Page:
This wideband wireless transceiver architecture for N-input-N-output multiple-input multiple-output (MIMO) systems provides agile, spectral-spatial front-end filtering for instinctual blocker suppression and “power-equalizing” of desired signals. Georgia Tech’s technology enables multi-beam, high-capacity massive MIMO—filling a critical need in the rapidly growing deployment of millimeter (mm)-wave links in commercial and defense applications, such as 5G communications and fast-moving drones.
Surpassing the previous state of the art, Georgia Tech’s Rx-array employs scalable, cascadable high-order autonomous spatial filters (ASFs) as a “smart” spatial filter bank for rapid unknown blocker suppression to facilitate digital beamforming. The ASFs autonomously sense, control, and process signals with high-data-rate (multi-Gb/s) over full field of view (FoV) with ultrafast (μs) response time.
With no available equivalent, Georgia Tech’s technology is the first demonstration of an N-input-N-output MIMO Rx-array with autonomous and instinctual full-FoV multi-blocker/signal management without the use of any digital beamforming aid. Covering a wide broadband frequency range (27 to 41 GHz) and the full-FoV spatial range, the technology addresses multiple challenges encountered by low-latency MIMO systems.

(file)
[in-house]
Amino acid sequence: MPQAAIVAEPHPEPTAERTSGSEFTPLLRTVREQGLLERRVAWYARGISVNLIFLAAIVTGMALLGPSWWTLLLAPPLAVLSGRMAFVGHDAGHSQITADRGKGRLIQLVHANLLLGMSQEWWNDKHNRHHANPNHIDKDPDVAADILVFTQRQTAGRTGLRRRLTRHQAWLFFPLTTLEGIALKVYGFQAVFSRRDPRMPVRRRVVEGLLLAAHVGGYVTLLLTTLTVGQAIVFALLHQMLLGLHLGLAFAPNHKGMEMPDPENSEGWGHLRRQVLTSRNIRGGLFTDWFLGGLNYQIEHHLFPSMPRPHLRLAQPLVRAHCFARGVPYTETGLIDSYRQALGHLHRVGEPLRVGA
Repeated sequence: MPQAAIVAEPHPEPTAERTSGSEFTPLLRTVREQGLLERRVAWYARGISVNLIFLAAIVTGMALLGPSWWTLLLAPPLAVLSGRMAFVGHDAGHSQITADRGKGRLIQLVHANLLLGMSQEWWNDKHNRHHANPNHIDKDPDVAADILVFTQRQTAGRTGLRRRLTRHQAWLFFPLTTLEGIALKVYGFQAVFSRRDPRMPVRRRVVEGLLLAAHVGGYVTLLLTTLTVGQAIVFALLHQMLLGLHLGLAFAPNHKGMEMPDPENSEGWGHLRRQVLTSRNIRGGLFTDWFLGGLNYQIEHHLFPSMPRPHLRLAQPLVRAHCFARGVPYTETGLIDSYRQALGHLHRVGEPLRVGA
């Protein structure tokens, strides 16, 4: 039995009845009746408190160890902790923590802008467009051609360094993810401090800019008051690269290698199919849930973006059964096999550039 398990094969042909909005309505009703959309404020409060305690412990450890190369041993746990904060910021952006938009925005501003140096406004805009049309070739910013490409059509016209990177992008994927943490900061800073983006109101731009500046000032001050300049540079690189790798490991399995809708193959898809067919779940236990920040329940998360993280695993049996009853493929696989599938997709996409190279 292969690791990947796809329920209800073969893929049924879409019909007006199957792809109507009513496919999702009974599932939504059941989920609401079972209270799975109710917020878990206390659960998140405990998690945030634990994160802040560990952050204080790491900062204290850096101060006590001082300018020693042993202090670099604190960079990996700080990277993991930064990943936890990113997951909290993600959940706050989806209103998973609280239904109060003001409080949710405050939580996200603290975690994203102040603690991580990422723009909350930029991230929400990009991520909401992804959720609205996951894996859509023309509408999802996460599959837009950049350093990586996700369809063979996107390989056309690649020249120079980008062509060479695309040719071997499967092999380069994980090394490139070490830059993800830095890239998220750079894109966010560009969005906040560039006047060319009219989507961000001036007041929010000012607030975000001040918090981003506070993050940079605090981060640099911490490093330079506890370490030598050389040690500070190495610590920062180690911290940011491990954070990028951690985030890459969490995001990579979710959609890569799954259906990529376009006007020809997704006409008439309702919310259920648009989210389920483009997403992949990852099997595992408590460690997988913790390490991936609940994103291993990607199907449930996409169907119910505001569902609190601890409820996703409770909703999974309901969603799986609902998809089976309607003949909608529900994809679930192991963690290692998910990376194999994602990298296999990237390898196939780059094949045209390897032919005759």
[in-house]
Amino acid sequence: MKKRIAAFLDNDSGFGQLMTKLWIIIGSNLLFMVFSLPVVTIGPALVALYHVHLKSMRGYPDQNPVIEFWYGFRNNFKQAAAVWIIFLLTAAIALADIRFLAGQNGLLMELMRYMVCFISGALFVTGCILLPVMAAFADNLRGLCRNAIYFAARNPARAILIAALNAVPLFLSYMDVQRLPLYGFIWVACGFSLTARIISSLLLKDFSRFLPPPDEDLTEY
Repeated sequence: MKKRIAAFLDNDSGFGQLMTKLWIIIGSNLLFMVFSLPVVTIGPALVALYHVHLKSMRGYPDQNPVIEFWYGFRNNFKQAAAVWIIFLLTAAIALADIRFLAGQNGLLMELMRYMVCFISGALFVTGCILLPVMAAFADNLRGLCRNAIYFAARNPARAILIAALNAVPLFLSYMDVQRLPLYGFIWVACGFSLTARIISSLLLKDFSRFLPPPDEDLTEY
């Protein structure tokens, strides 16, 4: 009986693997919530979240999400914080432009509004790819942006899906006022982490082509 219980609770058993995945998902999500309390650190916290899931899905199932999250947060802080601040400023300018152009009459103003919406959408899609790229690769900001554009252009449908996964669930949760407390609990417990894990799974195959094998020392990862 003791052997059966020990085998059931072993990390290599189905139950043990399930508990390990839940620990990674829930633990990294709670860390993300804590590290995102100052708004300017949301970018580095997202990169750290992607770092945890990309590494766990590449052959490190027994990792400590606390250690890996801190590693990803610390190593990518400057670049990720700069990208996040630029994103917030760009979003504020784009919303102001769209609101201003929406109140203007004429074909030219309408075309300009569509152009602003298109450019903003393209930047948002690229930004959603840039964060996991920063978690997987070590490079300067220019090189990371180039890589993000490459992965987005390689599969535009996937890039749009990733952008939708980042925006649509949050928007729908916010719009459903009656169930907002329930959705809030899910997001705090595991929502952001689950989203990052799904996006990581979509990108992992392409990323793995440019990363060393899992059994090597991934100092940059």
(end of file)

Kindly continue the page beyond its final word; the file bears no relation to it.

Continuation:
- State-of-the-art: Is the first Rx-array design of its kind, autonomously achieving modulated blocker suppression and desired signal beamforming simultaneously without the need for a digital beamforming aid
- Robust: Enables multi-beam high-capacity massive MIMO to address the demands of both commercial and defense applications
- Scalable: Employs ASFs that achieve 4-element spatial filters with sharpened selectivity that can be extended to larger array sizes of thousands of elements and cancellation of any number of interference signals
- Wideband: Covers an extremely wide broadband frequency range and the entire spatial range
Georgia Tech’s technology is broadly applicable to radio frequency (RF)/mm-wave wireless communications, especially the proliferation of mm-wave links in commercial/civilian and defense/military applications, such as:
- Mobile 5G communications
- Base station and cell tower communications
- Autonomous driving (e.g., vehicle-to-vehicle radar/sensing)
- Fast-moving drones radar/sensing
- Advanced/Intelligent radar systems
- Augmented reality/virtual reality systems
The deployment of mm-wave links, which is growing rapidly in commercial and defense applications, often exposes the transceiver (Tx/Rx) front ends in complex electromechanical environments to multiple fast-changing yet unknown blockers. To preserve full-FoV and multi-beam/MIMO operations, digital arrays often skip FoV-limited front-end beamforming and rely on digital back ends for spatial filtering. However, in order to handle all of the aperture information and avoid hindrance of digital beamforming caused by strong signals/blockers, high dynamic range is needed. To address these challenges, Georgia Tech’s technology provides a first-of-its-kind solution with agile spectral-spatial front-end filtering that achieves instinctual blocker suppression and “power-equalizing” of desired signals.